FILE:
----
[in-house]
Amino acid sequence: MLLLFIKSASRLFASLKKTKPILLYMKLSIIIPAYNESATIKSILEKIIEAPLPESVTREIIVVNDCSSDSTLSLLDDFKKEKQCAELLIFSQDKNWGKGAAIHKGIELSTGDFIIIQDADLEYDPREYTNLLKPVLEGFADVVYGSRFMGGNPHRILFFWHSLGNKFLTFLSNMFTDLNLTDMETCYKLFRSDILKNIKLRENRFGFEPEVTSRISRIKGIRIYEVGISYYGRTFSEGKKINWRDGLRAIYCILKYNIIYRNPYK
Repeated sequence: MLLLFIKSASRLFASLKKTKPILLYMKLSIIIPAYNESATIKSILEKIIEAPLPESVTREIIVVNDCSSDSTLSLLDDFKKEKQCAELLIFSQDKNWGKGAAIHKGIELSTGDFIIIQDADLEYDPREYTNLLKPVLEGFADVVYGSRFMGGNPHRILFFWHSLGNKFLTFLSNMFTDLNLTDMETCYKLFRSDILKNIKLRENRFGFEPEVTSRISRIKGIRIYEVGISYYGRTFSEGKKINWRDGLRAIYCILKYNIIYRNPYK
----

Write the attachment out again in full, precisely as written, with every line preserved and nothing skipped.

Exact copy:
[in-house]
Amino acid sequence: MLLLFIKSASRLFASLKKTKPILLYMKLSIIIPAYNESATIKSILEKIIEAPLPESVTREIIVVNDCSSDSTLSLLDDFKKEKQCAELLIFSQDKNWGKGAAIHKGIELSTGDFIIIQDADLEYDPREYTNLLKPVLEGFADVVYGSRFMGGNPHRILFFWHSLGNKFLTFLSNMFTDLNLTDMETCYKLFRSDILKNIKLRENRFGFEPEVTSRISRIKGIRIYEVGISYYGRTFSEGKKINWRDGLRAIYCILKYNIIYRNPYK
Repeated sequence: MLLLFIKSASRLFASLKKTKPILLYMKLSIIIPAYNESATIKSILEKIIEAPLPESVTREIIVVNDCSSDSTLSLLDDFKKEKQCAELLIFSQDKNWGKGAAIHKGIELSTGDFIIIQDADLEYDPREYTNLLKPVLEGFADVVYGSRFMGGNPHRILFFWHSLGNKFLTFLSNMFTDLNLTDMETCYKLFRSDILKNIKLRENRFGFEPEVTSRISRIKGIRIYEVGISYYGRTFSEGKKINWRDGLRAIYCILKYNIIYRNPYK